Taylor, Gilbert

Taylor, Gilbert
(1914– )
   The director of photography on DR. STRANGELOVE was born April 12, 1914, in Bushey Heath, England. He started in British films at age 15 as a camera assistant and became an eminent cinematographer by the late 1940s, with such films to his credit as Seven Days to Noon (1950), about a deranged atomic scientist who threatens to blow up London (a plot which in some ways foreshadows that of Dr. Strangelove). STANLEY KUBRICK was much taken with Taylor’s work on The Dam Busters (1955), in which the British blow up the Nazis’ Ruhr Dam during World War II. Kubrick asked Taylor to shoot the credit sequence of LOLITA (1962), which he did not get to until the film’s lighting cameraman, OSWALD MORRIS, had departed for another assignment. The credits are superimposed on a shot of Humbert’s hand caressing Lolita’s foot as he begins to paint her toenails, thereby implying the subservient nature of his infatuation with the young girl. The action is set against a background of satin drapes, and Taylor photographs the images in soft and delicate tones.
   Kubrick then brought Taylor in to photograph Dr. Strangelove (1964), in which a paranoid air force general commands a fleet of nuclear aircraft to unleash their bombs on the Soviet Union. But Taylor had to undergo a searching interview with Kubrick before he got the job. He recalls Kubrick paging through a copy of American Cinematographer, the movie cameraman’s bible, and asking him technical questions about how various process shots are accomplished through trick photography. No one else had ever dared to test Taylor in this fashion, in order to ascertain if he was technically qualified to shoot a film.
   Taylor had served as a combat photographer during World War II and had flown on bombing missions over Germany. This helped him to lend a realistic quality to Dr. Strangelove, especially in the scenes aboard The Leper Colony, the only B-52 bomber to reach its Russian target. He photographed a great deal of footage of the vast, trackless Arctic wastes for the scenes in which the plane relentlessly flies toward its objective.
   President Merkin Muffley (PETER SELLERS) meets with his military advisers in the War Room to discuss the crisis. The Pentagon’s War Room, writes ALEXANDER WALKER, “is one of the most functional and imaginative sets ever designed for a film. ” President Muffley sits at a circular conference table with his advisers, over which Taylor had placed a bank of lights which bathes the men in an eerie glow. At one end of the room is a huge map with winking lights that chart the progress of the bomber wing toward its Russian targets. In lighting the set,Walker comments, Kubrick and Taylor “achieve an effect that is spectral and nightmarish,” as befits Kubrick’s nightmare comedy about nuclear war.
   Kubrick favored source lighting for the film; that is, there is always an identifiable light source on the set, from which light would ordinarily come in real life, such as a window in the daytime or a lamp at night. Source lighting gives the film a stark, documentary-like flavor. Taylor recalls Kubrick prowling around the set, a cigar clamped in his mouth, checking out every detail of the set and lighting. Journalist Lyn Tornabene, who visited the set, observes: “This overwhelming omnipresence of the director had a strange effect on the camera crew. Awestruck and respectful, they would frequently stand off and watch him rechecking details of their work. ” There was loyalty on the set, she adds, but there were no humorous pranks. As a matter of fact, Taylor felt that in general, Kubrick lacked a sense of humor while he was working. When “Mr. K. ” smiled, it was usually at the completion of a difficult scene. “For instance,” Tornabene writes, “interior shots of his killer plane . . . were done in an area about the size of a packed linen closet. When he had finished a take of the plane being struck by a defensive missile, and accomplished rocking that linen closet and filling it with smoke and debris, he laughed in delight,” and so did Taylor and his camera crew.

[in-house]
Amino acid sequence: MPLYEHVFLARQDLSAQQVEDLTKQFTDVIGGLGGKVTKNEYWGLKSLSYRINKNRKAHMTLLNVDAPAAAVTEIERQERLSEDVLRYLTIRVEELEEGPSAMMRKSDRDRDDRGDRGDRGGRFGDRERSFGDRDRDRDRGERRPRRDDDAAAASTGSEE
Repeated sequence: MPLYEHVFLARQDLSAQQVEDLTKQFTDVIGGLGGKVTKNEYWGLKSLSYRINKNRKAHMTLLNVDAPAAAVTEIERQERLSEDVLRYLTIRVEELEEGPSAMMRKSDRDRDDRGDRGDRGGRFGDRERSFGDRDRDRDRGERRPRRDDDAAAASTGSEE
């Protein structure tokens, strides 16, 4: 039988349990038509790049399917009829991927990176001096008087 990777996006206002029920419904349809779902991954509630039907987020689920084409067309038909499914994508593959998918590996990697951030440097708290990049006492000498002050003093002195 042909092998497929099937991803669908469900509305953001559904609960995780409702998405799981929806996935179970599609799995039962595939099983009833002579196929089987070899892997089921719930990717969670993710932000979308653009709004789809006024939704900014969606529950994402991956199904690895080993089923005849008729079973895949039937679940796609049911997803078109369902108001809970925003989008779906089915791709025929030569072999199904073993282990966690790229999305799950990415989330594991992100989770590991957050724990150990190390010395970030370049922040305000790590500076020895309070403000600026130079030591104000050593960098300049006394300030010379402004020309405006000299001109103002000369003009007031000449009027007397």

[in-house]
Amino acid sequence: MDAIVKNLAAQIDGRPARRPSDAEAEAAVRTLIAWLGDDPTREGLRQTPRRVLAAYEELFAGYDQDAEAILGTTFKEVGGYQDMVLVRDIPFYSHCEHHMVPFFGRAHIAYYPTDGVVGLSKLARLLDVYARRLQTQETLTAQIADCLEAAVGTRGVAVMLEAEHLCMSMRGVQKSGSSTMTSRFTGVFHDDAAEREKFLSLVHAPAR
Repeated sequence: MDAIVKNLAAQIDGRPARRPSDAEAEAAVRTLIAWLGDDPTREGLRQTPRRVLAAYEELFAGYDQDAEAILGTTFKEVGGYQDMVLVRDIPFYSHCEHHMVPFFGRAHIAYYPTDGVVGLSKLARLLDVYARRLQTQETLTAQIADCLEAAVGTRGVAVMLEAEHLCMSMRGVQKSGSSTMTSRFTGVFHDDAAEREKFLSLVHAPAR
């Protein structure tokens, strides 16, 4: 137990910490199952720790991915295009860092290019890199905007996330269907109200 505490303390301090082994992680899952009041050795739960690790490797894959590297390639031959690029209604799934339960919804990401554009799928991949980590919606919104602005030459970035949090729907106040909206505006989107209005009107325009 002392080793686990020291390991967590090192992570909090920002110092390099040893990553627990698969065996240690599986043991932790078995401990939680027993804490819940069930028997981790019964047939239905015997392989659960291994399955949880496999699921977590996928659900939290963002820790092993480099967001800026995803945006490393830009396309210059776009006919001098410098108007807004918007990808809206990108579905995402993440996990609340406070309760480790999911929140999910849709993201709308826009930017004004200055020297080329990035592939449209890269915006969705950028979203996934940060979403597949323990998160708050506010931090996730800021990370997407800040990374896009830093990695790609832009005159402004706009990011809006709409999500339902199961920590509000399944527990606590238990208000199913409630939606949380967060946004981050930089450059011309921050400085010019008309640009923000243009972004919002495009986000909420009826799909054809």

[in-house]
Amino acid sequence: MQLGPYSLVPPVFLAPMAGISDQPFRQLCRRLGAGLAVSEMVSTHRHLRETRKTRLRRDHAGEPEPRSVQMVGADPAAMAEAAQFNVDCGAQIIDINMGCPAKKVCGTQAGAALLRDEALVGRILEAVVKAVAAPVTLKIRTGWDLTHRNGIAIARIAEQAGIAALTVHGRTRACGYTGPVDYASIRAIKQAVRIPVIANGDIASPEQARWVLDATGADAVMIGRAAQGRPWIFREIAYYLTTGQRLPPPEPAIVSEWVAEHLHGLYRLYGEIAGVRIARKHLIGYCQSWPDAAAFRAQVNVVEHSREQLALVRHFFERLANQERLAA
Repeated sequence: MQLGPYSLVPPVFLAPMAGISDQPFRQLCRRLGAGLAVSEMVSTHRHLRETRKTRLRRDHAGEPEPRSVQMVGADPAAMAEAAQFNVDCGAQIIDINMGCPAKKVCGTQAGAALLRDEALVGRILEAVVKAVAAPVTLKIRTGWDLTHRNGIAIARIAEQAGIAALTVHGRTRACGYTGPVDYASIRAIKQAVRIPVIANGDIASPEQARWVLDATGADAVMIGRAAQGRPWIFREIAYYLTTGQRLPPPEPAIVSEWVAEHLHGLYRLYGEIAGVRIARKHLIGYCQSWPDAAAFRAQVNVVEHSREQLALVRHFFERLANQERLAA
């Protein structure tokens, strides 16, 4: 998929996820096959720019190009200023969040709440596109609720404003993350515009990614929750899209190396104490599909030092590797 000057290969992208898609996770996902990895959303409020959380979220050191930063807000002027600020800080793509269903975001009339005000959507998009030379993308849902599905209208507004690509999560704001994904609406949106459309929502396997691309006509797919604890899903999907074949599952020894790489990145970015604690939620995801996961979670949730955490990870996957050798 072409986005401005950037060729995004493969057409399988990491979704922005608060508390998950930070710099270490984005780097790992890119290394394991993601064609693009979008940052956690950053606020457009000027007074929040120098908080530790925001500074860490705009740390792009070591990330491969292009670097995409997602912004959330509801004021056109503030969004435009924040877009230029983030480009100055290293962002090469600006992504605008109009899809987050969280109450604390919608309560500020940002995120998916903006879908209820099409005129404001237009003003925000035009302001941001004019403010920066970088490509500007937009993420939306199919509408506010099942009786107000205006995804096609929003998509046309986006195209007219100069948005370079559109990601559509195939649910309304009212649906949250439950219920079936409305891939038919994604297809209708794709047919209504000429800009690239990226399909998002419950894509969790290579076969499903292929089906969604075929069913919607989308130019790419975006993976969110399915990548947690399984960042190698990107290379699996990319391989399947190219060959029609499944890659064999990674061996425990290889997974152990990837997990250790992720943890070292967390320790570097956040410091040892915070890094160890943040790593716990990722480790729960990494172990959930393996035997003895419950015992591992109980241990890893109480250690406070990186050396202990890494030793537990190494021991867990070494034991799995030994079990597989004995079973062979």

Elaine Dundy, a journalist who also was on the set of Strangelove, noted that Kubrick was brisk in giving orders to the crew. She told this writer that she recorded in her article about the film that, when Kubrick was lining up a shot and Taylor was inadvertently in his line of vision, he snapped, “‘Get out of the way, Gil!”When Kubrick read the transcript of the article prior to publication, he requested that she drop that incident from her piece, because Kubrick feared that otherwise no cameraman would subsequently be willing to work for him. So she altered her remarks as follows in the published version of the article:“‘Get out of the way,’ he will say casually and inoffensively to anyone who is in it. ”
   In any event,Taylor’s superb cinematography was much praised when the film opened, and Kubrick invited him back to do some shots on 2001 after cinematographer GEOFFREY UNSWORTH had moved on to another project. Taylor served as director of photography on several important films, including The Bedford Incident (1965), which was the first directorial effort of JAMES B. HARRIS, who had acted as coproducer on Kubrick’s early films; Alfred Hitchcock’s Frenzy (1972); and George Lucas’s Star Wars (1977). Taylor’s last major film was the thriller The Bedroom Window (1986).
   ■ Dundy, Elaine,“Stanley Kubrick and Dr. Strangelove,” in Stanley Kubrick: Interviews, ed. Gene Phillips (Jackson: University of Mississippi, 2001), pp. 9+;
   ■ Tornabene, Lyn, “The Bomb and Stanley Kubrick,” Cosmopolitan, November 1963;
   ■ Walker, Alexander, Stanley Kubrick, Director, rev. ed. (New York: Da Capo, 1999).

The Encyclopedia of Stanley Kubrick. . 2002.

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